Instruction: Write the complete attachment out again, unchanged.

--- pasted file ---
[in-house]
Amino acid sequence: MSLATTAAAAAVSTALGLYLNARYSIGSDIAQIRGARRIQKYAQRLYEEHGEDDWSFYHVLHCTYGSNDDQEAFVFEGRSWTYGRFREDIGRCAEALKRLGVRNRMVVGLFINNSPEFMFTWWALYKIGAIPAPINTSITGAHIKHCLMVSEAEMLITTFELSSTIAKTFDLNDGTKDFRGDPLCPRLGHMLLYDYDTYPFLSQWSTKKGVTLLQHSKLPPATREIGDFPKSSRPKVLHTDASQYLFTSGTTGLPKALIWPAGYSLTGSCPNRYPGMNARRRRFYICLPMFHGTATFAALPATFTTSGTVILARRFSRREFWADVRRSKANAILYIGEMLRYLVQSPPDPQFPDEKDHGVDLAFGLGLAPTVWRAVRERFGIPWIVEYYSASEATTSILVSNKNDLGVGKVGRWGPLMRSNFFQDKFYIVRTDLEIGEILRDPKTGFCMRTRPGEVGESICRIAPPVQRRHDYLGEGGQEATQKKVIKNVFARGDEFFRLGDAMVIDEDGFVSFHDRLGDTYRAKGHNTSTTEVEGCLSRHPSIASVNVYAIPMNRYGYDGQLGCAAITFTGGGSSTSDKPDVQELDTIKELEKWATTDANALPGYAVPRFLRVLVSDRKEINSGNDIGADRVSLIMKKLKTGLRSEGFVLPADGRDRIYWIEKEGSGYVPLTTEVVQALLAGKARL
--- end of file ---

[in-house]
Amino acid sequence: MSLATTAAAAAVSTALGLYLNARYSIGSDIAQIRGARRIQKYAQRLYEEHGEDDWSFYHVLHCTYGSNDDQEAFVFEGRSWTYGRFREDIGRCAEALKRLGVRNRMVVGLFINNSPEFMFTWWALYKIGAIPAPINTSITGAHIKHCLMVSEAEMLITTFELSSTIAKTFDLNDGTKDFRGDPLCPRLGHMLLYDYDTYPFLSQWSTKKGVTLLQHSKLPPATREIGDFPKSSRPKVLHTDASQYLFTSGTTGLPKALIWPAGYSLTGSCPNRYPGMNARRRRFYICLPMFHGTATFAALPATFTTSGTVILARRFSRREFWADVRRSKANAILYIGEMLRYLVQSPPDPQFPDEKDHGVDLAFGLGLAPTVWRAVRERFGIPWIVEYYSASEATTSILVSNKNDLGVGKVGRWGPLMRSNFFQDKFYIVRTDLEIGEILRDPKTGFCMRTRPGEVGESICRIAPPVQRRHDYLGEGGQEATQKKVIKNVFARGDEFFRLGDAMVIDEDGFVSFHDRLGDTYRAKGHNTSTTEVEGCLSRHPSIASVNVYAIPMNRYGYDGQLGCAAITFTGGGSSTSDKPDVQELDTIKELEKWATTDANALPGYAVPRFLRVLVSDRKEINSGNDIGADRVSLIMKKLKTGLRSEGFVLPADGRDRIYWIEKEGSGYVPLTTEVVQALLAGKARL